The timing of this publication is aligned with the 2023 AI Jam (October 19–21), the virtual conference hosted by the Cooperrider Center for Appreciative Inquiry. I had the honor of participating in a panel discussion on the topic: AI for Life: Putting Life-Centric Practices at the Heart of All We Do, A Dynamic Dialogue with Global AI Practitioners, in which I spoke about coaching as a tool to manage climate anxiety, build climate resilience and take inspired action. A question the panelists were asked was: “How do you see the work you are doing as a manifestation of the principles of Appreciative Inquiry?”

Rather than listing specific climate actions, let’s look at the core principles of Appreciative Inquiry and how they can guide us, as individuals, and as practitioners with our clients.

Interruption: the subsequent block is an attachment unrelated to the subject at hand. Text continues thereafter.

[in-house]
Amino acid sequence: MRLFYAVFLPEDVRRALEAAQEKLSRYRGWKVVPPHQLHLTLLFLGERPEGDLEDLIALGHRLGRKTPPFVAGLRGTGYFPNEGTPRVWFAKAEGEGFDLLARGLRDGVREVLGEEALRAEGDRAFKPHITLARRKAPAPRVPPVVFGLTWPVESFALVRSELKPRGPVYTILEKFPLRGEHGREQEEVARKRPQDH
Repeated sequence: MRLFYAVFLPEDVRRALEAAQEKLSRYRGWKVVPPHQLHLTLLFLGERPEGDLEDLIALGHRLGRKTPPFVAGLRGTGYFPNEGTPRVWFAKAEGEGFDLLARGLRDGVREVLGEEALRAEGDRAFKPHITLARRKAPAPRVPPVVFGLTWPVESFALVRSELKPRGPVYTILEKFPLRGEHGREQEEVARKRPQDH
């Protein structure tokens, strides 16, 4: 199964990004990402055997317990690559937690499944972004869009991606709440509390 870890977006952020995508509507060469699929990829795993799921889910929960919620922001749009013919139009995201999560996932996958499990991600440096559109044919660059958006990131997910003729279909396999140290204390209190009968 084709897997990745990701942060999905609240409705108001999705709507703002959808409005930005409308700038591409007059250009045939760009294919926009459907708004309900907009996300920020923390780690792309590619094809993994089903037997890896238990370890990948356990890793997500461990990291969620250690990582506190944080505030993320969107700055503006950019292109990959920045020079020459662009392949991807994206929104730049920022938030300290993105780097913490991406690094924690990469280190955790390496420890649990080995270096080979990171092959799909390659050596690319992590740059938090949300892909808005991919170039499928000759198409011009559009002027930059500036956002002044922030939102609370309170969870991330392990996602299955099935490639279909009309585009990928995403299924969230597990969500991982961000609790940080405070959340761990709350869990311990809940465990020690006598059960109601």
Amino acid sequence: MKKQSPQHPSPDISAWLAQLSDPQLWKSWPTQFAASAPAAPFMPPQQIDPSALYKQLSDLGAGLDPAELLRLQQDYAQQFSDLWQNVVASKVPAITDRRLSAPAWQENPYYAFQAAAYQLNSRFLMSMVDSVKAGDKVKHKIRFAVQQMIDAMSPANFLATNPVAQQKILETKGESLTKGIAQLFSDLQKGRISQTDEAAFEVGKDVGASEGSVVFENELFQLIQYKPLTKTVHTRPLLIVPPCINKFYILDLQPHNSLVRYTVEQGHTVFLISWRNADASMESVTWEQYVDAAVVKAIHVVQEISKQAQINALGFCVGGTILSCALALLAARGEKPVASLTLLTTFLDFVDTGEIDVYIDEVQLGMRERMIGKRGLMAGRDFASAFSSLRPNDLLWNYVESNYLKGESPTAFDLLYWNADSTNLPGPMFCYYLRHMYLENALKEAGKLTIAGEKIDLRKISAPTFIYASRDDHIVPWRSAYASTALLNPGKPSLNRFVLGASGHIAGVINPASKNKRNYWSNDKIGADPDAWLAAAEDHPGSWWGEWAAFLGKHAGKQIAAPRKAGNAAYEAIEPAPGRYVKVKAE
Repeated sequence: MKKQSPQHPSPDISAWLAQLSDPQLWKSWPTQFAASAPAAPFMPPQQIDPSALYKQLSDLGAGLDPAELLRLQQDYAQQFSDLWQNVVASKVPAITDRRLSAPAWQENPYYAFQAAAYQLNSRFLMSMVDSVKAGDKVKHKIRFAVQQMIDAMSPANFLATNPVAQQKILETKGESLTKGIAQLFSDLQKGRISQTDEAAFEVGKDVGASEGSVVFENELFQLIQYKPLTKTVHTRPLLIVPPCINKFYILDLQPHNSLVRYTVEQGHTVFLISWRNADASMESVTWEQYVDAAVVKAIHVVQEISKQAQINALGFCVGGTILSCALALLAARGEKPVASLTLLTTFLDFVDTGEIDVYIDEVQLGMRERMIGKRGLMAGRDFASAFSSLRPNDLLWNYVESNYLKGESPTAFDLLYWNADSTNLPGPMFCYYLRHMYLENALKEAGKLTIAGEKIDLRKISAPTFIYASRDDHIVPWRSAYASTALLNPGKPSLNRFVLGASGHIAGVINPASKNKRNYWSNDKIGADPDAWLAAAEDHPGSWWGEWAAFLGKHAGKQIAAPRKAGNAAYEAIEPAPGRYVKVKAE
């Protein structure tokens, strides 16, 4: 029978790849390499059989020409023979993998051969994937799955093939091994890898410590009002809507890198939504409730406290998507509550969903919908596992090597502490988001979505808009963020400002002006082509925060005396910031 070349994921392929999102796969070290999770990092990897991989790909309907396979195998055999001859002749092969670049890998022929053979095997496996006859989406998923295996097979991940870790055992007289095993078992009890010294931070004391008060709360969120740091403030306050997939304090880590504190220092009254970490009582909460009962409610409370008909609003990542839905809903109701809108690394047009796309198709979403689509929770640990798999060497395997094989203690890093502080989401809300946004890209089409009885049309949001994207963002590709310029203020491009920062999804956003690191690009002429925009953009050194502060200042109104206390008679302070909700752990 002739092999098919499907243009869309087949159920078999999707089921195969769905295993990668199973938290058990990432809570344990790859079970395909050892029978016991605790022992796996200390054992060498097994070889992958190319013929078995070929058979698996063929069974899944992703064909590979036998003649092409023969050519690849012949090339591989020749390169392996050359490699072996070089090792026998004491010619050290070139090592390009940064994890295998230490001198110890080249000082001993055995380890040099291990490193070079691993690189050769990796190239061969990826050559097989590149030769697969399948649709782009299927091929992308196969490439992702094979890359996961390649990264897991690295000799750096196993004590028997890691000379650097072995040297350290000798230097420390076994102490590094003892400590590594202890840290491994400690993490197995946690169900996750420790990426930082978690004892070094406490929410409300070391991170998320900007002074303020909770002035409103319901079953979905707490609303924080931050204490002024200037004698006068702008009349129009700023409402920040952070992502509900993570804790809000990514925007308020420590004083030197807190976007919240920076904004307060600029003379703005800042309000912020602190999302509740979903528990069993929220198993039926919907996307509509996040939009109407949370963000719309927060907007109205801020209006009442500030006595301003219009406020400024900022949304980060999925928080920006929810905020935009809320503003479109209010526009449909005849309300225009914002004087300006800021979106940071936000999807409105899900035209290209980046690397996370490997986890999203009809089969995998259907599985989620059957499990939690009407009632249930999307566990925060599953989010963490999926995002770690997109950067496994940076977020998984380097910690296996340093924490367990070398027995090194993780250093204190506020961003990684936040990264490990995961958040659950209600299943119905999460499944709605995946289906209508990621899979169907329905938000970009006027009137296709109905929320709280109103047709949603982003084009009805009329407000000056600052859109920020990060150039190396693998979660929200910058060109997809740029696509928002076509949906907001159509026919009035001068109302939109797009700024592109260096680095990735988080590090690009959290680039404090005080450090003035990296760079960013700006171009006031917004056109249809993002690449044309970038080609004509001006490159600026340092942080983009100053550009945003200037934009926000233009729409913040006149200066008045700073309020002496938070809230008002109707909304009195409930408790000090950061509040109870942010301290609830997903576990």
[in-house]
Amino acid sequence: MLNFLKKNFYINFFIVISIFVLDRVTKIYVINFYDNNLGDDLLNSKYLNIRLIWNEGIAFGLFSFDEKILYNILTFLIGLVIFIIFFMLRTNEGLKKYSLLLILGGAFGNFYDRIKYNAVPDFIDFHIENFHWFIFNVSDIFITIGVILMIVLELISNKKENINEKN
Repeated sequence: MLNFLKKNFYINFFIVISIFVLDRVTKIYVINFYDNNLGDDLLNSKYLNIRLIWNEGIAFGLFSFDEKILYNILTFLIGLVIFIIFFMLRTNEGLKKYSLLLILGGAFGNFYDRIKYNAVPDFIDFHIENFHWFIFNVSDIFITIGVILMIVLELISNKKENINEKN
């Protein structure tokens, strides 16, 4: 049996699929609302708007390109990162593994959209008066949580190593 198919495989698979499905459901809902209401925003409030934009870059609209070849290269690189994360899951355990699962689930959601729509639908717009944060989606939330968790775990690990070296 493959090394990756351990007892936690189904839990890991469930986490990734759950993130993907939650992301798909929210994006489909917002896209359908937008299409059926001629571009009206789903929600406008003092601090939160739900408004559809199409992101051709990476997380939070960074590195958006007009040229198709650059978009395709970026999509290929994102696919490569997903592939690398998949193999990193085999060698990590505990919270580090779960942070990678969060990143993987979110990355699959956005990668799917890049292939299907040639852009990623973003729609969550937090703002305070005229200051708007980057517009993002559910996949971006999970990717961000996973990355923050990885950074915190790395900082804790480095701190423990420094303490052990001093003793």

The Constructionist principle 

Words create worlds. The topic of climate change is often associated with conflict, with others or within ourselves. It doesn’t have to be that way. When we open up to different stories, perspectives and conversations, we can create different realities. When we accept that there isn’t one Truth, and that our local truths are the outcome of our unique life trajectories, we can approach climate conversations with curiosity, care and respect. We can inquire into another person’s worldview without feeling the need to judge or convince. Connecting with others over shared life experiences, interests or values will have a much more positive impact than any scientific data we can share. How do we have conversations that connect or inspire rather than divide or deflate?